PDA

View Full Version : boycott Pusser's Rum



wadewood
06-11-2011, 11:09
Pusser's Rum is trying to enforce that it owns the name of a tiki drink known as a Painkiller. It sued and forced changed of bar with that name. It wants all Painkillers to only be made with Pusser's rum. Can you imagine if BT/Sazerac tried to do the same with a sazerac drink?

http://www.examiner.com/spirits-in-national/pusser-s-rum-shunned-by-bartending-community-online

ratcheer
06-11-2011, 15:28
Did they invent the drink as part of an ad campaign or other promation and copyright or trademark it? If so, I would assume they are within their rights. Otherwise, they should back off. Just IMHO. Tim

wadewood
06-12-2011, 07:15
http://www.cocktailians.com/2011/06/chilling-effects-part-ii-pussers-revenge.html

http://www.cocktailians.com/2009/08/the-intellectual-property-of-booze.html

Above are a couple of articles about what they have trademarked. The drink existed long before Pusser's starting doing any trademarking of it. Actually on the Pusser's website, they tell the history of the drink: http://www.pussers.com/t-pussers-painkiller.aspx

mrviognier
06-12-2011, 16:21
Sounds like an effort to enforce their trademark...and one in which they hope the owners of the bar don't have the balls (and/or dollars) to fight. I suspect that if they do want a fight, any judge would laugh Pusser's lawyers out of his courtroom.

ratcheer
06-13-2011, 08:19
Ok, I am totally against anyone copyrighting or patenting anything that has been in general use for a long time, especially patents. I am not so clear on trademarks, though.

Did you know that someone has had a patent granted for a throwing stick as a dog toy? It is totally absurd, :hot:

Tim

cowdery
06-13-2011, 09:45
This type of discussion is usually littered with ignorance and this one is no exception. Abuse of intellectual property law is one of those areas where people get exercised about vague rumors and half truths spread by people who have little or no idea how intellectual property law works. Rampant intellectual property law abuse is a myth.

ratcheer
06-13-2011, 19:59
Sounds like you don't believe me.

http://c4sif.org/2011/01/patent-on-a-stick/

http://www.google.com/patents/about?id=hhYJAAAAEBAJ&dq=6,360,693

Tim

wadewood
06-14-2011, 07:30
Well we do have one SBer who is a intellectual property lawyer - maybe he will chime in.

My real issue is with Pusser's even being able to get the trademarks to begin with. They did not invent this drink or drink name so why should they be able to trademark it?

cowdery
06-14-2011, 20:22
Sounds like you don't believe me.

http://c4sif.org/2011/01/patent-on-a-stick/

http://www.google.com/patents/about?id=hhYJAAAAEBAJ&dq=6,360,693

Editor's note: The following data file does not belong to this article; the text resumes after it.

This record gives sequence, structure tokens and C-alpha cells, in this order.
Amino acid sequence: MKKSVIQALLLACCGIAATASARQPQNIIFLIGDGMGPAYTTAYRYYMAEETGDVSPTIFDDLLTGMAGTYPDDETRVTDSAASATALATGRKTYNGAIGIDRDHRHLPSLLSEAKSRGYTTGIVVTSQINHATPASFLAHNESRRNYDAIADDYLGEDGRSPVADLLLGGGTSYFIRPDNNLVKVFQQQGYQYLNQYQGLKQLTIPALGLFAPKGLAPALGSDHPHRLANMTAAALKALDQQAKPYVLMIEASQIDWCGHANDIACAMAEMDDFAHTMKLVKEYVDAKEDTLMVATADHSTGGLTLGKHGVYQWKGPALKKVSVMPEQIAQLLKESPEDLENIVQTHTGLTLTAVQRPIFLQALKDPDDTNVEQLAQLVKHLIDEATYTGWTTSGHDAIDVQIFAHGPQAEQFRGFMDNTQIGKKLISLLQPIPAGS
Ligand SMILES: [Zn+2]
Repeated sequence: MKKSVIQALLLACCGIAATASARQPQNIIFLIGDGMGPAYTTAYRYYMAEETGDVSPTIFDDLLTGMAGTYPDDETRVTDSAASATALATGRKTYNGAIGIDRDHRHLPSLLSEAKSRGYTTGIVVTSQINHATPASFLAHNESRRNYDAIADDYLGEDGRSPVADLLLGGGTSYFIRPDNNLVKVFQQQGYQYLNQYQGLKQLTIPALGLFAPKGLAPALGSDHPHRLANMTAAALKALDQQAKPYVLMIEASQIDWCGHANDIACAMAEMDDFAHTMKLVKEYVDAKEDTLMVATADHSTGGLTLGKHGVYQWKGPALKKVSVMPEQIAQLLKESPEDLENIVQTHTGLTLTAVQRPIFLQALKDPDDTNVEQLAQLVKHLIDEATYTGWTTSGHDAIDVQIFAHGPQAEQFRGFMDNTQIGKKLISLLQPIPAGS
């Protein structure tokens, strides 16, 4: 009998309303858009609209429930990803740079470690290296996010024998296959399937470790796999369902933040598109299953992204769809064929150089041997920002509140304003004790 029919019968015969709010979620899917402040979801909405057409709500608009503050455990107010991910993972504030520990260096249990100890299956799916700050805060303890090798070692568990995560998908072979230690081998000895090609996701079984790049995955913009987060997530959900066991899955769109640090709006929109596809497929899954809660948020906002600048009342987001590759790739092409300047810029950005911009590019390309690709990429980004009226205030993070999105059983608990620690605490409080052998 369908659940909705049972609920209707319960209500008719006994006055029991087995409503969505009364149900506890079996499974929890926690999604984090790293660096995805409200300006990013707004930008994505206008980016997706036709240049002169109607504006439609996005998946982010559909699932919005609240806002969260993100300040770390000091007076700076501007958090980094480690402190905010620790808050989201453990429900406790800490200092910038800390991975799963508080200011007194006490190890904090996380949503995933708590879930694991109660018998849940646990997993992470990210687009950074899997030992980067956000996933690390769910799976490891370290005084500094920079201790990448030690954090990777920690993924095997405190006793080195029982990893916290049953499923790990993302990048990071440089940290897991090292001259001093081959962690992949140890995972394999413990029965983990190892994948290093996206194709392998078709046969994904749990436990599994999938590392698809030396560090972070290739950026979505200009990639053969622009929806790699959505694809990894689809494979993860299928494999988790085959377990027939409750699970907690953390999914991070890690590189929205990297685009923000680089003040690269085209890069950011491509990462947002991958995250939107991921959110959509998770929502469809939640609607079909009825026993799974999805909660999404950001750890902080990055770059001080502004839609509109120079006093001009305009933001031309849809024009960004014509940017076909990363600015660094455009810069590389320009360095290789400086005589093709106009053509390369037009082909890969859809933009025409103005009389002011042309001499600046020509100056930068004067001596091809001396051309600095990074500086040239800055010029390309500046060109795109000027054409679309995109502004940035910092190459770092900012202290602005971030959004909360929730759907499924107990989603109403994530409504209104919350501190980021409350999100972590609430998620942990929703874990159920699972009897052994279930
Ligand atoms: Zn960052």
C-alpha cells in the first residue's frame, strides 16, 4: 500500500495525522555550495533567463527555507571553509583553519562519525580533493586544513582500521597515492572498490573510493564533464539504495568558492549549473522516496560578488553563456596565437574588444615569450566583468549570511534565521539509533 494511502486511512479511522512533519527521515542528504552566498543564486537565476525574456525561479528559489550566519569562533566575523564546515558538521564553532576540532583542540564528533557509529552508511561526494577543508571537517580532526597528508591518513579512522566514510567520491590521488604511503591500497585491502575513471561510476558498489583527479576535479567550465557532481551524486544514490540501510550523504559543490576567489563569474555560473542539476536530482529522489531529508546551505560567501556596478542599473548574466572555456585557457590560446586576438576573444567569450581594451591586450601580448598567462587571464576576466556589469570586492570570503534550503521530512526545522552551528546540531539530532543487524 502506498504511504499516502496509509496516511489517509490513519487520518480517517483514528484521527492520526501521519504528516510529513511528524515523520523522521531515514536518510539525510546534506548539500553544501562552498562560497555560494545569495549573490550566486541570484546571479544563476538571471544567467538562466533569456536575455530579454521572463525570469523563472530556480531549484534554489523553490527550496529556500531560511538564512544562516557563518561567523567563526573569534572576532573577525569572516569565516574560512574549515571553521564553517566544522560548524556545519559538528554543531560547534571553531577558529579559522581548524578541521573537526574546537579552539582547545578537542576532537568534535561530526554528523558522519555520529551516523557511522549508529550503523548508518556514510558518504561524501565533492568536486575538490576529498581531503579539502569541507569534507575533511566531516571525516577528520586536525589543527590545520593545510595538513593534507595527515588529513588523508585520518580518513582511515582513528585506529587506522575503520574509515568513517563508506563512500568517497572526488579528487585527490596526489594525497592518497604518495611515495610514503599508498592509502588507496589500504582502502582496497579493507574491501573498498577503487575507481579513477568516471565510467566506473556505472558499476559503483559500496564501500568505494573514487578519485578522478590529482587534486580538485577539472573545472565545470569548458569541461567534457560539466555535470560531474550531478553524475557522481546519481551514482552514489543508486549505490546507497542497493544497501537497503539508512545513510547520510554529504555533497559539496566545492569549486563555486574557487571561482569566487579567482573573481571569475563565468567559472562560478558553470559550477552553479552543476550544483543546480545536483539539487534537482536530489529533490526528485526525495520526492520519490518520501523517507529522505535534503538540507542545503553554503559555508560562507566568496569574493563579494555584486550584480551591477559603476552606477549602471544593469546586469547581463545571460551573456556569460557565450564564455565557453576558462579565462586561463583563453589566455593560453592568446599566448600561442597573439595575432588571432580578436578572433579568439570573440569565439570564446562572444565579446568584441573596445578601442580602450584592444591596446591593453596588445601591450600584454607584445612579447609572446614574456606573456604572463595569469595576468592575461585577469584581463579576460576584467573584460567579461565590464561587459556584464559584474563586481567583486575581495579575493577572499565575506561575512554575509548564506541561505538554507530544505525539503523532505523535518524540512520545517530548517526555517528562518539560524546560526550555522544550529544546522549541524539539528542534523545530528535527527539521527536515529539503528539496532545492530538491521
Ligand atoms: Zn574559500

Tim

I believe you have completely misrepresented what is, in fact, a manufactured toy that resembles a throwing stick, and is not in fact a stick. You have, however, provided a good illustration of how these tales of intellectual property abuse are exaggerated or outright fabricated for some dubious purpose about which I won't speculate.

silverfish
06-14-2011, 21:18
They did not invent this drink or drink name so why should they be able to trademark it?

DC Comics didn't invent Superman or the Superman name
yet they hold the the & TM (current litigation pending).

The law is a ass.

Brisko
06-15-2011, 08:46
I believe you have completely misrepresented what is, in fact, a manufactured toy that resembles a throwing stick, and is not in fact a stick. You have, however, provided a good illustration of how these tales of intellectual property abuse are exaggerated or outright fabricated for some dubious purpose about which I won't speculate.

You nailed it, from the patent search:

An apparatus for use as a toy by an animal, for example a dog, to either fetch carry or chew includes a main section with at least one protrusion extending therefrom that resembles a branch in appearance. The toy is formed of any of a number of materials including rubber, plastic, or wood...

cowdery
06-15-2011, 10:30
Outrage based on ignorance is always irritating.

cas
06-15-2011, 16:32
Outrage based on ignorance is always irritating.

These days there's a high proportion of irritating outrage. Maybe it's always been like that.
Craig

kickert
06-15-2011, 21:29
You nailed it, from the patent search:

An apparatus for use as a toy by an animal, for example a dog, to either fetch carry or chew includes a main section with at least one protrusion extending therefrom that resembles a branch in appearance. The toy is formed of any of a number of materials including rubber, plastic, or wood...

I too read the whole patent, and came to the conclusion that if someone ever did try and sell a stick as a dog toy, this man could sue for patent infringement as such object would surely be "an apparatus for use as a toy by an animal to either fetch carry or chew which [would] include a main section with at least one protrusion extending therefrom that resembles a branch in appearance [and is] formed from... wood." So perhaps the outrage is justified.

ratcheer
06-16-2011, 05:35
... So perhaps the outrage is justified.

Thank you. Outrage is not the word I would use. I just think it is patently (no pun intended) absurd to grant a patent for a concept of something that has been in general use throughout man's history.

Tim